The form below calculates the daily requirement of protein, the Body Mass Index, the Waist-to-Height ratio, and the percentage of body fat using the U.S. Navy Circumference Method. These metrics can help to track your progress toward achieving a healthy body structure. The method for calculating the percentage of body fat requires measurements to within 0.5 cm or 1/4 inch. Measurements should be done so that the tape measure fits snugly but does not compress the skin.
Height - measured without shoes
Weight - taken in the morning without clothes after going to the bathroom and
before eating or drinking anything
Waist (Men) - measure horizontally, at the level of the navel
(Women) - measure horizontally, at the level of minimal abdominal width
Neck - measure below the larynx with the tape sloping slightly downward to the front.
Hips (Women only) - Largest horizontal circumference around the hips
What do the numbers mean?
Body Mass Index (BMI) - The BMI is the ratio of your weight to the square of your height. The number is proportional to your body shape. Generally, the number is small for thin people and large for fat people. People with a BMI 25 or greater are considered overweight, unless they have a very muscular body. The BMI does not consider the fat/muscle ratio, and a healthy, muscular individual with a low percentage of body fat may be classified obese using the BMI formula. This is a well-known deficiency of the BMI formula. If your BMI is 25 or greater, and your Waist-to-Height ratio is less than 0.5 and your Percent Body Fat is in the "athlete" or "fitness" category, you are probably muscular and not fat.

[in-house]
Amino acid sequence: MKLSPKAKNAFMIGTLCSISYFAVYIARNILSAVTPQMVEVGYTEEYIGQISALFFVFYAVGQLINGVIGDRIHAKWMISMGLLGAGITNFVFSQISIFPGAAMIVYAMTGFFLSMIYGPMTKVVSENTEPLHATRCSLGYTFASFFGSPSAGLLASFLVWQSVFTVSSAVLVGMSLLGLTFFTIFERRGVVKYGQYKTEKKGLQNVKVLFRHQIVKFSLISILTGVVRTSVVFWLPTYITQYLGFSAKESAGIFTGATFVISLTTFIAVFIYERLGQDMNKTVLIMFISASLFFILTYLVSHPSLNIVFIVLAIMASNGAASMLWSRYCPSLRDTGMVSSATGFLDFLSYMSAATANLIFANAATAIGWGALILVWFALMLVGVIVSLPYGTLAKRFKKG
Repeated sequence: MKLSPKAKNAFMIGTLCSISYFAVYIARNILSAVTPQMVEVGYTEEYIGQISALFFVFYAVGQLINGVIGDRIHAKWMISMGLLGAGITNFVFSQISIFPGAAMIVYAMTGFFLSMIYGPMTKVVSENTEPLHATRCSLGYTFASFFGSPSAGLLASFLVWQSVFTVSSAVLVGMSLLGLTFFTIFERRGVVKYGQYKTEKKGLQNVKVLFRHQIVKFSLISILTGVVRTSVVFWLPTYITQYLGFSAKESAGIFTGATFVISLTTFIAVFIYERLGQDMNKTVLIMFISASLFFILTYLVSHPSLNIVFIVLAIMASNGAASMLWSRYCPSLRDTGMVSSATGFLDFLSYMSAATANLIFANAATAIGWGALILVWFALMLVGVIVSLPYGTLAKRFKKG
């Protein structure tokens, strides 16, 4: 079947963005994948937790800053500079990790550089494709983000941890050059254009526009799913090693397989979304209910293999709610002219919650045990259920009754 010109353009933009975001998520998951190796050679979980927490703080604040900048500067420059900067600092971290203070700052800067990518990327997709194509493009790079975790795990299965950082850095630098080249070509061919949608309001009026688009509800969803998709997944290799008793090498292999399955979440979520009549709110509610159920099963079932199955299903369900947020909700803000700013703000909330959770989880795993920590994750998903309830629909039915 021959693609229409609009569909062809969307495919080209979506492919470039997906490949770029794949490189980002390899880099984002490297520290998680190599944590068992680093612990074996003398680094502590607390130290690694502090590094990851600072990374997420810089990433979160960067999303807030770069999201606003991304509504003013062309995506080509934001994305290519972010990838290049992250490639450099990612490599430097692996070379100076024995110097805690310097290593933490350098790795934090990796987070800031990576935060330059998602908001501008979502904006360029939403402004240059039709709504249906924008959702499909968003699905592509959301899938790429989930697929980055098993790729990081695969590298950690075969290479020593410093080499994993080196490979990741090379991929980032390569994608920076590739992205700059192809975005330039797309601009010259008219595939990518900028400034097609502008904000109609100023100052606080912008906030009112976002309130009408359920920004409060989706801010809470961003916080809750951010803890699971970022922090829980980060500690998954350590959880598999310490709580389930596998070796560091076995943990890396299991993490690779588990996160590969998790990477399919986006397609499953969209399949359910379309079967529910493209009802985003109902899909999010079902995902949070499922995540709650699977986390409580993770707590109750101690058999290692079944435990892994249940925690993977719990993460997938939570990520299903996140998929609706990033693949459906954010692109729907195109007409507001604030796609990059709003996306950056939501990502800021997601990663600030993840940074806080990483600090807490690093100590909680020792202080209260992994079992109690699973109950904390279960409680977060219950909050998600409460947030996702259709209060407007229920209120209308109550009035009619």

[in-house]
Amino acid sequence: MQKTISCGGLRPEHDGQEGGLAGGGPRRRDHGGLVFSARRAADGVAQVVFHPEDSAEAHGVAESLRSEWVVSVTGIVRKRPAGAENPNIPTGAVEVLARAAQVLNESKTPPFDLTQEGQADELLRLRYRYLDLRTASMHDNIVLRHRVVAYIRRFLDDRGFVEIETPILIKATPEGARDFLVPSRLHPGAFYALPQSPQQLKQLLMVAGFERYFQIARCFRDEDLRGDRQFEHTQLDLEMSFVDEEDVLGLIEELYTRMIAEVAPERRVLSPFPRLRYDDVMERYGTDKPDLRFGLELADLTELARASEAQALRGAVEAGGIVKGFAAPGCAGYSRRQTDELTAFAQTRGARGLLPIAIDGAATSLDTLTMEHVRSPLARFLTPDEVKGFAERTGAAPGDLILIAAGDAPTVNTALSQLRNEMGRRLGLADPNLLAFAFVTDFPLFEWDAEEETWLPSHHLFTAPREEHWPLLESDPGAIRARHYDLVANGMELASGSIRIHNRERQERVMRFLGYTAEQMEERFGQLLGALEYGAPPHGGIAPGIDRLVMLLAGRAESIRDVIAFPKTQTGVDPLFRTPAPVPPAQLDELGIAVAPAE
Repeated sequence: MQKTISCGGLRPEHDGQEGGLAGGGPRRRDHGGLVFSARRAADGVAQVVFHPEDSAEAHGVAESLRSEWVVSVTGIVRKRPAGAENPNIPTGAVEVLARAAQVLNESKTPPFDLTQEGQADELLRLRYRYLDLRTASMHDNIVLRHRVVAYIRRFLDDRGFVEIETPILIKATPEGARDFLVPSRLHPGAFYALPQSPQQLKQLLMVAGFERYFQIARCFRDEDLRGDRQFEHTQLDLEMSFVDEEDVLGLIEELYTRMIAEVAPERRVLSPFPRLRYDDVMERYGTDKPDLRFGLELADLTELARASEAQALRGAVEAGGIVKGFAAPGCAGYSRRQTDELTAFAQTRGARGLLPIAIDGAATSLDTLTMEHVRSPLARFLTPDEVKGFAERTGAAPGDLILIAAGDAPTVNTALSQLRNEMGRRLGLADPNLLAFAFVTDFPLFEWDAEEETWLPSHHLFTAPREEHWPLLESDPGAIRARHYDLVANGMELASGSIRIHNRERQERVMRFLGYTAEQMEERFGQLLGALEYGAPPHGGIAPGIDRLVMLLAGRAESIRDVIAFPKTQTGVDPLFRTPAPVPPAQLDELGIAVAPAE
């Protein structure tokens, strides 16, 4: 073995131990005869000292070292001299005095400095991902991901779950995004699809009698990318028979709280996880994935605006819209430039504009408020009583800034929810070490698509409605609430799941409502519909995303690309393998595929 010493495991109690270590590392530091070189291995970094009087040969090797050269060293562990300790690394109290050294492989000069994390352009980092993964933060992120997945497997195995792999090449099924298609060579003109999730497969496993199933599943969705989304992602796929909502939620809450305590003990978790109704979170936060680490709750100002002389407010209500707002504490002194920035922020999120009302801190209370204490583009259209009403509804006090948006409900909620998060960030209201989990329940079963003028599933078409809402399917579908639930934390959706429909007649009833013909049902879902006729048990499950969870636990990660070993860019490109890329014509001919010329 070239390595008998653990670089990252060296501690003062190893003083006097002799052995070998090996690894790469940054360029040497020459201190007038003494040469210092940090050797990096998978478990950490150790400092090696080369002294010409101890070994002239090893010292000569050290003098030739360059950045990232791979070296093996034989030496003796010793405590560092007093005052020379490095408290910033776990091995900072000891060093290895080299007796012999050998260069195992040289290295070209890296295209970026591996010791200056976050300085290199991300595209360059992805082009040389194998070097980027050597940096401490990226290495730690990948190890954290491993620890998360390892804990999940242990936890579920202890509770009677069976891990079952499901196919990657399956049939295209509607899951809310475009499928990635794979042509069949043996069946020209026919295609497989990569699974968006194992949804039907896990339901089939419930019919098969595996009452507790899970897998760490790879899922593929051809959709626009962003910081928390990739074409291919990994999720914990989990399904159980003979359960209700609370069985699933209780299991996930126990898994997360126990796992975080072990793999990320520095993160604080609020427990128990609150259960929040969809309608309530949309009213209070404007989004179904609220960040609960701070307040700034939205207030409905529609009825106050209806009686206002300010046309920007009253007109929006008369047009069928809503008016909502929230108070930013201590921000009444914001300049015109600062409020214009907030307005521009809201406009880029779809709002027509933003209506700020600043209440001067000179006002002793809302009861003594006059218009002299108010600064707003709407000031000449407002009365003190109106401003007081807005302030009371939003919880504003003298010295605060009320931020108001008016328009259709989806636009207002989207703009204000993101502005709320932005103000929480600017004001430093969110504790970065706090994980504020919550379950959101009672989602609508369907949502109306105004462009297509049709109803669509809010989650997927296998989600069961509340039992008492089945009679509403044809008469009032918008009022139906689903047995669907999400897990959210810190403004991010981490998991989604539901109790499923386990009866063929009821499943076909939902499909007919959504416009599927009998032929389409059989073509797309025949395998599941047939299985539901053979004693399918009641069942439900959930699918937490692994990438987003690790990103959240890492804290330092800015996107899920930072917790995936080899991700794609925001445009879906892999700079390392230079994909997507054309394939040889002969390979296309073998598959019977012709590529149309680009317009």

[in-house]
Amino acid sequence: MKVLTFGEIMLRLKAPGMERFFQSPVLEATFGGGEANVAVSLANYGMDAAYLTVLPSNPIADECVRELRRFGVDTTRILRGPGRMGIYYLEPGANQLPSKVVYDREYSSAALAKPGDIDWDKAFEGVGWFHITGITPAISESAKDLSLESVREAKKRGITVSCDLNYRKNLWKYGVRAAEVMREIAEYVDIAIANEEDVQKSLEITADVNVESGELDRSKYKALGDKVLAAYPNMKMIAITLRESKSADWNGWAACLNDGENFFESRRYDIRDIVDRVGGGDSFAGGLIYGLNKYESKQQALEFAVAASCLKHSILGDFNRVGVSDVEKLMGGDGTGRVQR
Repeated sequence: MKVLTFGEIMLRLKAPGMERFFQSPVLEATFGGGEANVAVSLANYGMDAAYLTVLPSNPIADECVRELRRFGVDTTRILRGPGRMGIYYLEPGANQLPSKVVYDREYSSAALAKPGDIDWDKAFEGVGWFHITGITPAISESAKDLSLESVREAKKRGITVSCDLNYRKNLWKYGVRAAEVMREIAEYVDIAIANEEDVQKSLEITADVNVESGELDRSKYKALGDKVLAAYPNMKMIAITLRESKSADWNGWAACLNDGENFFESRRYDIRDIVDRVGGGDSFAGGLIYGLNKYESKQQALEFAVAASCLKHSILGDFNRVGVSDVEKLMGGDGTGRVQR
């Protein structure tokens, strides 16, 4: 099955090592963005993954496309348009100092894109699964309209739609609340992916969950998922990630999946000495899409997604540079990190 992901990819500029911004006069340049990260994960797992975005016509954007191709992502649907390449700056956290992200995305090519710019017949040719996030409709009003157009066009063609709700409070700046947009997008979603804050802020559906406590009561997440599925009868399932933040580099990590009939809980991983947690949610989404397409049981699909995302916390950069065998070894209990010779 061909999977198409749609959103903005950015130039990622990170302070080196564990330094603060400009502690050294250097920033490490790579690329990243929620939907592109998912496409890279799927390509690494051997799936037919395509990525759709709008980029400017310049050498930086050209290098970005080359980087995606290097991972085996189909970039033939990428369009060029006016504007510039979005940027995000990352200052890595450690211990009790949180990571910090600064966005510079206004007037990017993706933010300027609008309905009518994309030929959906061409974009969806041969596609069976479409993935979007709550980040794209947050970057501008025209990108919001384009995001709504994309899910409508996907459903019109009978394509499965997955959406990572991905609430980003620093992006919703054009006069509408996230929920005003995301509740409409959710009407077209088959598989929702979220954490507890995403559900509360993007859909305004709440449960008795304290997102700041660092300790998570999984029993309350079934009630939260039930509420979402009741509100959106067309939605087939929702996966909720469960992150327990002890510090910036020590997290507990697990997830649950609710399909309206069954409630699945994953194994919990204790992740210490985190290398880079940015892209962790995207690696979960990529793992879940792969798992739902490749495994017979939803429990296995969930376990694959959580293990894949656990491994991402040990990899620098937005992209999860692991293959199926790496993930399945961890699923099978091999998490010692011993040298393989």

BMI less than 18.5
BMI 18.5 to 24.9
BMI 25 to 29.9
BMI 30 or greater